In truth it didn’t take long for me to come up with an answer, and the main belief that I had in common with Mr. Eller was that it is a good thing that we live in a capitalist society – and that citizens still had the freedom of choice. He owned the newspaper and had the right to set the rules. I was free to stay on his terms or go. I respected his wishes and stayed. I was free to express my opinions in other venues.

And in reading his obituary this past week, I was privileged to meet the human being who was more than his politics and who was such a positive and important influence on his community. This got me to thinking — continue thinking — how important it is for us, in this era of such turmoil, distrust and insidious vituperation on both sides — to cool it, to listen to opposing views as they are expressed with the same sincerity and passion as my own views and to respect our differences, without inserting the element of hatred. It is the “hatred” that is poisoning us.

We’re living in a cement mixer of societal changes and daily we are witnessing major differences between what is acceptable today and what was “then.” Some of it will be seen as good and some as bad, and even within that framework people will differ. And I so much believe that it is our differences that make us strong and innovative and creative as a society. A monolithic belief system creates a staleness that leads to decay. It is no accident that we are not a planet of clones.

And so, as the “Peace on Earth, Goodwill Toward Men” season descends once again, it is the last part of that prayer that we need especially to heed, before the first part will ever become a reality i.e. “goodwill,” especially, toward the humans with whom we have what seems to be incompatible belief systems. We need to understand that people aren’t all one thing. Let’s look for other qualities that make up their character, qualities we can admire and respect.

I send my deepest condolences to the Eller and Observer family, and my everlasting hope for “Goodwill towards men” and that includes a heartfelt Happy Chanukah, Merry Christmas, Happy Kwanzaa and good holiday time to all.

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Everything’s Coming Up Rosen: Carrots

Posted on 01 November 2017 by LeslieM

By Emily Rosen

ERosen424@aol.com

www.emilyrosen424.com

November is calling, and perhaps I should be writing about turkeys or stuffing, or pumpkins, but I’m not. I’m writing about carrots. Stick with me here. I’m about to make my case, i.e. carrots as a symbol of what’s wrong with society. Well, it’s one of the symbols.

I remember when carrots were just in the produce department with the good earth still clinging to each bunch. Then someone came along with the brilliant idea of cleaning them up a bit and inserting them into a plastic bag; but that wasn’t good enough for the fast food nation and TV dinner families. We still had to peel them, or else we might ingest some of the residue of the good earth. So the next someone came up with the idea of baby carrots, sculpted out of the big ones or some sort of mutation — all peeled and washed, and cut and plastic-packaged. The consumer was relieved of all carrot responsibility, save having to chew and swallow. It comes in just the right size for good dipping, if you happen to be a dipper, conscious of avoiding the carbs one finds in crackers or bread.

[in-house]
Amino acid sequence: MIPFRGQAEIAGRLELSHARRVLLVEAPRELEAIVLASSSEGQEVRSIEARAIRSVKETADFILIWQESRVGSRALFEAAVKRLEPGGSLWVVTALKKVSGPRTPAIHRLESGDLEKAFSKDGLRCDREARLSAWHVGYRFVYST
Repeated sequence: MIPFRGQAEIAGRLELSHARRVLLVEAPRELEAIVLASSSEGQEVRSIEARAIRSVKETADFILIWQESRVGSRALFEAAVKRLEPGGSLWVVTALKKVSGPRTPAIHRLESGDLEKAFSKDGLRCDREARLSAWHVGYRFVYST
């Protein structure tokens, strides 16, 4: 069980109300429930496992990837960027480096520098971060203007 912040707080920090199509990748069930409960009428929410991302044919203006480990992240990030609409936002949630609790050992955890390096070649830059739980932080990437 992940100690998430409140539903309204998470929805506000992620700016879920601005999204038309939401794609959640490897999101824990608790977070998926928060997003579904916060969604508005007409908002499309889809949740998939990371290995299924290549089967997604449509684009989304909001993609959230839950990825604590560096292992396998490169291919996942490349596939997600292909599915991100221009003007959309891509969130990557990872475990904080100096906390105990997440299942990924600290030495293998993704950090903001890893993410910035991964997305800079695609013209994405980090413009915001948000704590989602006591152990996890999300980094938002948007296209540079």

But folks, I challenge you to compare the taste of an out-of-the-earth carrot to the ersatz orange, nutrition-drained elf-like, thumb-sized “things” packaged as carrots. However, if you want to substitute them for the traditional Thanksgiving yam (to save calories), the taste won’t matter too much when you add brown sugar or maple syrup, or even a marshmallow to it.

Okay, so this is not as tantalizing a subject as recent corroborating information about Harvey Weinstein, or as the thunderous danger of our relationship with the leader of North Korea, but indeed, it says something important about society.

It says that we, as a nation, prefer to have things “peeled” and “cut” for us and we kind of don’t really care about the quality of the final product. We can swallow it, become somewhat conscious of its inferior taste, accept “the deal,” giving up something (taste) to get something more valuable (convenience), and we go on with our lives, just as long as someone else does the “peeling.” It’s the long standing “let’s do stuff that’s easy-peasy” school of thought.

Of course, it’s not just carrots when it comes to “easy-peasy.” There’s a whole world of “bots” (robots for the uninitiated) out there waiting to do everything for us …Yes, pretty nearly everything …

It will soon be too late for us to consider how much of this is really good for us as opposed to how much we might still prefer to do things for ourselves.

I may be the only person in the world using baby peeled carrots in a plastic bag as a metaphor for a society that eschews the value of “doing the work and being rewarded with the flavor.”

Well, the good news is: We’re still eating turkey for Thanksgiving. Most people are still celebrating with family and friends, and maybe even dipping baby carrots into a dip; and, most importantly, actually sitting down at a table, and maybe even having face- to-face conversations. Have a Happy Thanksgiving.

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Everything’s Coming Up Rosen: Mindfulness

Posted on 05 October 2017 by LeslieM

By Emily Rosen

ERosen424@aol.com

www.emilyrosen424.com

Check out mindfulness on Google; and, if you print out the results, you could use your entire ink cartridge. Read Emily’s 600 or so word essay and you can wrap up the whole subject and be on your way to your next life activity — mindfully.

Let me first assure the meditators, and the 30 minute (or 30 second) exercisers in the practice, that I am in hearty approval of whatever helps you live stressless-ly, healthfully and happily.